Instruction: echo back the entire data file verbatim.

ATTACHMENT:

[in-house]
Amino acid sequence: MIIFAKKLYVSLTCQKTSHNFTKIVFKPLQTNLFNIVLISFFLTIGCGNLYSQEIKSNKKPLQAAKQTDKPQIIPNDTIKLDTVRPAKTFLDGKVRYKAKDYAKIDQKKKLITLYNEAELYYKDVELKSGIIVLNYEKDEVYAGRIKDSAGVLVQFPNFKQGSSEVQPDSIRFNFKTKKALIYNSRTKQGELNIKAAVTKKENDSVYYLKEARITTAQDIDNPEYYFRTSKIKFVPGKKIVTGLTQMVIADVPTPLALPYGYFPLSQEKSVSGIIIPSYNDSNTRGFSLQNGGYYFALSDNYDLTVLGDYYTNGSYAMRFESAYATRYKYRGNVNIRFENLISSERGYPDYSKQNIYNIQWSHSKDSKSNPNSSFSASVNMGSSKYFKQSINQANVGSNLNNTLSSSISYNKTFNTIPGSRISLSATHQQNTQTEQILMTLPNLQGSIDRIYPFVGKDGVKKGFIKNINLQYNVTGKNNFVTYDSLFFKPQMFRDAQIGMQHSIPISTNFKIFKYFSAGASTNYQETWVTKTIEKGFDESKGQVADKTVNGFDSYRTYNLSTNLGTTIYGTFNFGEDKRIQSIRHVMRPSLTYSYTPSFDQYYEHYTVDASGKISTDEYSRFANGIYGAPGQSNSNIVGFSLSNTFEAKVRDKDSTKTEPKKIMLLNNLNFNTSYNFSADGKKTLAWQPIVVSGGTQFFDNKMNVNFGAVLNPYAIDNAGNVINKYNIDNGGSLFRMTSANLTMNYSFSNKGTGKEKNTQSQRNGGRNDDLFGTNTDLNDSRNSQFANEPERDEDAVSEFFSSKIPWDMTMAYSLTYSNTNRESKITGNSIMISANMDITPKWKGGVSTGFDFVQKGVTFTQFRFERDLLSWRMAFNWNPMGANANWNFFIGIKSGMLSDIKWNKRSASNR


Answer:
[in-house]
Amino acid sequence: MIIFAKKLYVSLTCQKTSHNFTKIVFKPLQTNLFNIVLISFFLTIGCGNLYSQEIKSNKKPLQAAKQTDKPQIIPNDTIKLDTVRPAKTFLDGKVRYKAKDYAKIDQKKKLITLYNEAELYYKDVELKSGIIVLNYEKDEVYAGRIKDSAGVLVQFPNFKQGSSEVQPDSIRFNFKTKKALIYNSRTKQGELNIKAAVTKKENDSVYYLKEARITTAQDIDNPEYYFRTSKIKFVPGKKIVTGLTQMVIADVPTPLALPYGYFPLSQEKSVSGIIIPSYNDSNTRGFSLQNGGYYFALSDNYDLTVLGDYYTNGSYAMRFESAYATRYKYRGNVNIRFENLISSERGYPDYSKQNIYNIQWSHSKDSKSNPNSSFSASVNMGSSKYFKQSINQANVGSNLNNTLSSSISYNKTFNTIPGSRISLSATHQQNTQTEQILMTLPNLQGSIDRIYPFVGKDGVKKGFIKNINLQYNVTGKNNFVTYDSLFFKPQMFRDAQIGMQHSIPISTNFKIFKYFSAGASTNYQETWVTKTIEKGFDESKGQVADKTVNGFDSYRTYNLSTNLGTTIYGTFNFGEDKRIQSIRHVMRPSLTYSYTPSFDQYYEHYTVDASGKISTDEYSRFANGIYGAPGQSNSNIVGFSLSNTFEAKVRDKDSTKTEPKKIMLLNNLNFNTSYNFSADGKKTLAWQPIVVSGGTQFFDNKMNVNFGAVLNPYAIDNAGNVINKYNIDNGGSLFRMTSANLTMNYSFSNKGTGKEKNTQSQRNGGRNDDLFGTNTDLNDSRNSQFANEPERDEDAVSEFFSSKIPWDMTMAYSLTYSNTNRESKITGNSIMISANMDITPKWKGGVSTGFDFVQKGVTFTQFRFERDLLSWRMAFNWNPMGANANWNFFIGIKSGMLSDIKWNKRSASNR